Later, the restaurant's owners took to Facebook to express their condolences and offer a formal statement.

"Lori and I are deeply saddened by the loss of Officer Nicholas Galinger From the Hamilton County Police Department , I know he was a Son a Father and Husband," Eric Hugh Harris wrote. "What a tragic situation for everyone involved and especially an Officer on duty protecting us."

Harris said police made contact with the restaurant's general manager Christy Hill on Sunday. He said Hill provided them with security footage and Hinds' receipt, which totaled $19.55 over a three-and-a-half hour period.

He said Hinds came in at 7:02 p.m. and paid her tab at 10:37 p.m. — 26 minutes before Galinger was struck on Hamill Road.

An investigator also spoke with other staff, who all said Hinds showed no signs of impairment, Harris wrote.

"At this time we can't reply anything else because of the still active investigation," he said.

Farm To Fork is described as a family-friendly restaurant, according to its website. The restaurant is open until 12 a.m. on Saturdays and is 2019's North Georgia Best of the Best first place winner for best happy hour.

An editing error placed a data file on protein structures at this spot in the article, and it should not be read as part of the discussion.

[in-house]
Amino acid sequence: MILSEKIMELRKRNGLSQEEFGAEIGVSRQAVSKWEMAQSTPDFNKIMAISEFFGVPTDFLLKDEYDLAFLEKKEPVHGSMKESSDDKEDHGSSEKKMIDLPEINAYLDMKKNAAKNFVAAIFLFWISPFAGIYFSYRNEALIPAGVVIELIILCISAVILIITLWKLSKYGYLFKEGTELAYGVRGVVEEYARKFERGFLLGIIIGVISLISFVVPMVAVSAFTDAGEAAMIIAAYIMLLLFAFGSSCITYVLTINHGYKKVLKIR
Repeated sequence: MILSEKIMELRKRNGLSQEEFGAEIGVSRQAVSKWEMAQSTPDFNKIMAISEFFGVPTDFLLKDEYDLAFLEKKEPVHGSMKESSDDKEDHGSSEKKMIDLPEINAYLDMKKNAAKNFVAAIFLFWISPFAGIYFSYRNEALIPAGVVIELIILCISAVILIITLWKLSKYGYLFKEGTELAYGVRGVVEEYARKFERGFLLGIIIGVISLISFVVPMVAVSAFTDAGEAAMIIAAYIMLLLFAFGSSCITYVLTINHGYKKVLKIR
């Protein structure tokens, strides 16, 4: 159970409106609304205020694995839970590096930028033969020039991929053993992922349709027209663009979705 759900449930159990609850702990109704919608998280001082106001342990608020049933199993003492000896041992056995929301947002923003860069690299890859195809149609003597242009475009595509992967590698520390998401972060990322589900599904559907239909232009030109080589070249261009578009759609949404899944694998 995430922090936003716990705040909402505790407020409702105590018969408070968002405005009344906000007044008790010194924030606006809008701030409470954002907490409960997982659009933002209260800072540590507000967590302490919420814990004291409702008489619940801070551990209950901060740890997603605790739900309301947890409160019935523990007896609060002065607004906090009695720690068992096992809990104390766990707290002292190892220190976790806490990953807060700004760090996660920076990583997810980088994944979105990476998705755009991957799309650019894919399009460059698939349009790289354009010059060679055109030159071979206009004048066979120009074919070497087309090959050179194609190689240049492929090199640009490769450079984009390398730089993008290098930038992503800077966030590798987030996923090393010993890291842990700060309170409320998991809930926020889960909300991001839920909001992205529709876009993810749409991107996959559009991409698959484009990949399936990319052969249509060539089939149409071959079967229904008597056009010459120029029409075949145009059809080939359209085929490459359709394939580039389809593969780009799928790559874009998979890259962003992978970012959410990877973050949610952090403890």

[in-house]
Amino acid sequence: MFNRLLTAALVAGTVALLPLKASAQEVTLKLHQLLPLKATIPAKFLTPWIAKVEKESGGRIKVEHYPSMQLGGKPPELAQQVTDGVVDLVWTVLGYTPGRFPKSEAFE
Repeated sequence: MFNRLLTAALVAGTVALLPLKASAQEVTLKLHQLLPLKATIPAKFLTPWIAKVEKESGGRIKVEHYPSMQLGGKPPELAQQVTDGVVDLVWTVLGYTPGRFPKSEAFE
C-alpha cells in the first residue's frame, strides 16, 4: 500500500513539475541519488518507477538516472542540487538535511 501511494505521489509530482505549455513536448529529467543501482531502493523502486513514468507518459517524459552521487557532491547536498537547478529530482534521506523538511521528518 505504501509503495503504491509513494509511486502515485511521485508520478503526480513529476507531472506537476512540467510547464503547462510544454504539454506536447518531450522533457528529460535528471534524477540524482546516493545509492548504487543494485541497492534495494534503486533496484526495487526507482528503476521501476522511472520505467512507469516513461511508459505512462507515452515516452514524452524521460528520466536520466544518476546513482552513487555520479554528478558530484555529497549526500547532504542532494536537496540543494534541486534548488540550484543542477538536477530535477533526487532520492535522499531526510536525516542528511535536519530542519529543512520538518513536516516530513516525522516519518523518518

Hinds is accused of speeding through the rain and crossing the double center line where she struck a warning sign placed in the center of the roadway alerting motorists of the exposed manhole cover.

Immediately after striking the sign, she allegedly struck Galinger. The hit-and-run occurred at 11:04 p.m.

Police on Monday asked for the public's help in piecing together the events that night, including where Hind had been before and after the crash.

"It's crucial to the case to learn more about her behaviors and activities immediately preceding the incident on Hamill Road and the approximately 30 hours after," Myzal said.